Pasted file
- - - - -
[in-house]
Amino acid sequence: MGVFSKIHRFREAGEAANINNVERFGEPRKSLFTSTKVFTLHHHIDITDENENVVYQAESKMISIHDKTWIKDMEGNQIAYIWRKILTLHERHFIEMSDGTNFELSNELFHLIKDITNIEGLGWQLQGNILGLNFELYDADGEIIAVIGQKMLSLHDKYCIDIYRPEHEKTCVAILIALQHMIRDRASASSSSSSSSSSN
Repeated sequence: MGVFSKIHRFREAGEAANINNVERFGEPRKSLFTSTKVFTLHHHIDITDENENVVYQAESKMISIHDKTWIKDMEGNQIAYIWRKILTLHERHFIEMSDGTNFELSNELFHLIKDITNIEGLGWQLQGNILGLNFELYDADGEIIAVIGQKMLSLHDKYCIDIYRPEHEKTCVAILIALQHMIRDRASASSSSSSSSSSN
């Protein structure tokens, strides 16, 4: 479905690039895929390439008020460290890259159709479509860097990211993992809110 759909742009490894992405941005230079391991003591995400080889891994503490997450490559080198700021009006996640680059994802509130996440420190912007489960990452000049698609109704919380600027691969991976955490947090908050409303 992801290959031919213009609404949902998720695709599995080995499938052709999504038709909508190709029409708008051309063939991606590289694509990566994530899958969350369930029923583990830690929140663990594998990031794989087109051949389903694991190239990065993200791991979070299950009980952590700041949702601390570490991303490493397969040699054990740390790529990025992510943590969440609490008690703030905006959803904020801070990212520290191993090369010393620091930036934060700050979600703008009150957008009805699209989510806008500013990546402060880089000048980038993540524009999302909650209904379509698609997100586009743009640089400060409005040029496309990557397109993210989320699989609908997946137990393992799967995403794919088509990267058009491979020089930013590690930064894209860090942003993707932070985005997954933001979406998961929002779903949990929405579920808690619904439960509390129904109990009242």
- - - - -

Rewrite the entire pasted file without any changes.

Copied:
[in-house]
Amino acid sequence: MGVFSKIHRFREAGEAANINNVERFGEPRKSLFTSTKVFTLHHHIDITDENENVVYQAESKMISIHDKTWIKDMEGNQIAYIWRKILTLHERHFIEMSDGTNFELSNELFHLIKDITNIEGLGWQLQGNILGLNFELYDADGEIIAVIGQKMLSLHDKYCIDIYRPEHEKTCVAILIALQHMIRDRASASSSSSSSSSSN
Repeated sequence: MGVFSKIHRFREAGEAANINNVERFGEPRKSLFTSTKVFTLHHHIDITDENENVVYQAESKMISIHDKTWIKDMEGNQIAYIWRKILTLHERHFIEMSDGTNFELSNELFHLIKDITNIEGLGWQLQGNILGLNFELYDADGEIIAVIGQKMLSLHDKYCIDIYRPEHEKTCVAILIALQHMIRDRASASSSSSSSSSSN
């Protein structure tokens, strides 16, 4: 479905690039895929390439008020460290890259159709479509860097990211993992809110 759909742009490894992405941005230079391991003591995400080889891994503490997450490559080198700021009006996640680059994802509130996440420190912007489960990452000049698609109704919380600027691969991976955490947090908050409303 992801290959031919213009609404949902998720695709599995080995499938052709999504038709909508190709029409708008051309063939991606590289694509990566994530899958969350369930029923583990830690929140663990594998990031794989087109051949389903694991190239990065993200791991979070299950009980952590700041949702601390570490991303490493397969040699054990740390790529990025992510943590969440609490008690703030905006959803904020801070990212520290191993090369010393620091930036934060700050979600703008009150957008009805699209989510806008500013990546402060880089000048980038993540524009999302909650209904379509698609997100586009743009640089400060409005040029496309990557397109993210989320699989609908997946137990393992799967995403794919088509990267058009491979020089930013590690930064894209860090942003993707932070985005997954933001979406998961929002779903949990929405579920808690619904439960509390129904109990009242």